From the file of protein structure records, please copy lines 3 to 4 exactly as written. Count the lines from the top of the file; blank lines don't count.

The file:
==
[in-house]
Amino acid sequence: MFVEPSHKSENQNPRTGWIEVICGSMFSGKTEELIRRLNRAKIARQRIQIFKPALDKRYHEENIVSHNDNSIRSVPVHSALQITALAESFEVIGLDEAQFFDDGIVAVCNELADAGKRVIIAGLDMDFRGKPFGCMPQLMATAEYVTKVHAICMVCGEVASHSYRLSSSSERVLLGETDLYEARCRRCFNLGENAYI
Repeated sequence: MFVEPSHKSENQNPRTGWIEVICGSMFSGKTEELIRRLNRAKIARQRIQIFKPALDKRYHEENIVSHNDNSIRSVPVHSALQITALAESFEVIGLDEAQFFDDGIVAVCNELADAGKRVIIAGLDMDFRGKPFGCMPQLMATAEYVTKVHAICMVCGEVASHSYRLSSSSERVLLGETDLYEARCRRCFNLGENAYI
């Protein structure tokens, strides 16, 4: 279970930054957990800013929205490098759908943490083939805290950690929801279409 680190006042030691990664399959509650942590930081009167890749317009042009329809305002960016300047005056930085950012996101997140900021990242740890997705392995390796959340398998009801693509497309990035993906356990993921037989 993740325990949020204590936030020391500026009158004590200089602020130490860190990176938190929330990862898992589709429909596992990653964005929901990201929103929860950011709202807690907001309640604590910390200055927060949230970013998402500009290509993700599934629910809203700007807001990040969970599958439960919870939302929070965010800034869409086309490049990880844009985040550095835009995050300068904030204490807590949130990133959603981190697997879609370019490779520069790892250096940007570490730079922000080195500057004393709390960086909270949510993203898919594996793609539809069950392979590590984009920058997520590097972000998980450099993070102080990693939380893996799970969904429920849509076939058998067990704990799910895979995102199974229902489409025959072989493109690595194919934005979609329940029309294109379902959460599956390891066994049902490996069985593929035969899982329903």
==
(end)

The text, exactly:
Repeated sequence: MFVEPSHKSENQNPRTGWIEVICGSMFSGKTEELIRRLNRAKIARQRIQIFKPALDKRYHEENIVSHNDNSIRSVPVHSALQITALAESFEVIGLDEAQFFDDGIVAVCNELADAGKRVIIAGLDMDFRGKPFGCMPQLMATAEYVTKVHAICMVCGEVASHSYRLSSSSERVLLGETDLYEARCRRCFNLGENAYI
């Protein structure tokens, strides 16, 4: 279970930054957990800013929205490098759908943490083939805290950690929801279409 680190006042030691990664399959509650942590930081009167890749317009042009329809305002960016300047005056930085950012996101997140900021990242740890997705392995390796959340398998009801693509497309990035993906356990993921037989 993740325990949020204590936030020391500026009158004590200089602020130490860190990176938190929330990862898992589709429909596992990653964005929901990201929103929860950011709202807690907001309640604590910390200055927060949230970013998402500009290509993700599934629910809203700007807001990040969970599958439960919870939302929070965010800034869409086309490049990880844009985040550095835009995050300068904030204490807590949130990133959603981190697997879609370019490779520069790892250096940007570490730079922000080195500057004393709390960086909270949510993203898919594996793609539809069950392979590590984009920058997520590097972000998980450099993070102080990693939380893996799970969904429920849509076939058998067990704990799910895979995102199974229902489409025959072989493109690595194919934005979609329940029309294109379902959460599956390891066994049902490996069985593929035969899982329903």